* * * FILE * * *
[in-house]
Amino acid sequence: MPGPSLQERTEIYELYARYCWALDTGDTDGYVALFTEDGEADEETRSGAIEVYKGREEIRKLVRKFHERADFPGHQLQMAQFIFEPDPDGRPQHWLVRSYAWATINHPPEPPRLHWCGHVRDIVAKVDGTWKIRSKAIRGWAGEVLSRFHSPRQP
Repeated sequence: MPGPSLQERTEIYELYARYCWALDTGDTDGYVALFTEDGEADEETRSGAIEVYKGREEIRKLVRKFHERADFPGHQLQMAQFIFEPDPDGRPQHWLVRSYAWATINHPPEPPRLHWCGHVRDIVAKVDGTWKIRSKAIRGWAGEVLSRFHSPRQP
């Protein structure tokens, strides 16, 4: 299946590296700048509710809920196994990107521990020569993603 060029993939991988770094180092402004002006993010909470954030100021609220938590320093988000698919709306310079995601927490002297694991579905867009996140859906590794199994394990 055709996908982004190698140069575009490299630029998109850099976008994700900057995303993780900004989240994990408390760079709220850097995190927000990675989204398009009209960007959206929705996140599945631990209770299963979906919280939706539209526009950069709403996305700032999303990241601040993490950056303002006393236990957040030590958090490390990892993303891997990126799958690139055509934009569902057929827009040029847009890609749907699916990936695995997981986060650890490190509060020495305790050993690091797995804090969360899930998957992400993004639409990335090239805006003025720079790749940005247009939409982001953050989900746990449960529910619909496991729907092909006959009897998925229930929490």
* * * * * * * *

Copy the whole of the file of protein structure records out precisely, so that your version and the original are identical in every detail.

[in-house]
Amino acid sequence: MPGPSLQERTEIYELYARYCWALDTGDTDGYVALFTEDGEADEETRSGAIEVYKGREEIRKLVRKFHERADFPGHQLQMAQFIFEPDPDGRPQHWLVRSYAWATINHPPEPPRLHWCGHVRDIVAKVDGTWKIRSKAIRGWAGEVLSRFHSPRQP
Repeated sequence: MPGPSLQERTEIYELYARYCWALDTGDTDGYVALFTEDGEADEETRSGAIEVYKGREEIRKLVRKFHERADFPGHQLQMAQFIFEPDPDGRPQHWLVRSYAWATINHPPEPPRLHWCGHVRDIVAKVDGTWKIRSKAIRGWAGEVLSRFHSPRQP
């Protein structure tokens, strides 16, 4: 299946590296700048509710809920196994990107521990020569993603 060029993939991988770094180092402004002006993010909470954030100021609220938590320093988000698919709306310079995601927490002297694991579905867009996140859906590794199994394990 055709996908982004190698140069575009490299630029998109850099976008994700900057995303993780900004989240994990408390760079709220850097995190927000990675989204398009009209960007959206929705996140599945631990209770299963979906919280939706539209526009950069709403996305700032999303990241601040993490950056303002006393236990957040030590958090490390990892993303891997990126799958690139055509934009569902057929827009040029847009890609749907699916990936695995997981986060650890490190509060020495305790050993690091797995804090969360899930998957992400993004639409990335090239805006003025720079790749940005247009939409982001953050989900746990449960529910619909496991729907092909006959009897998925229930929490």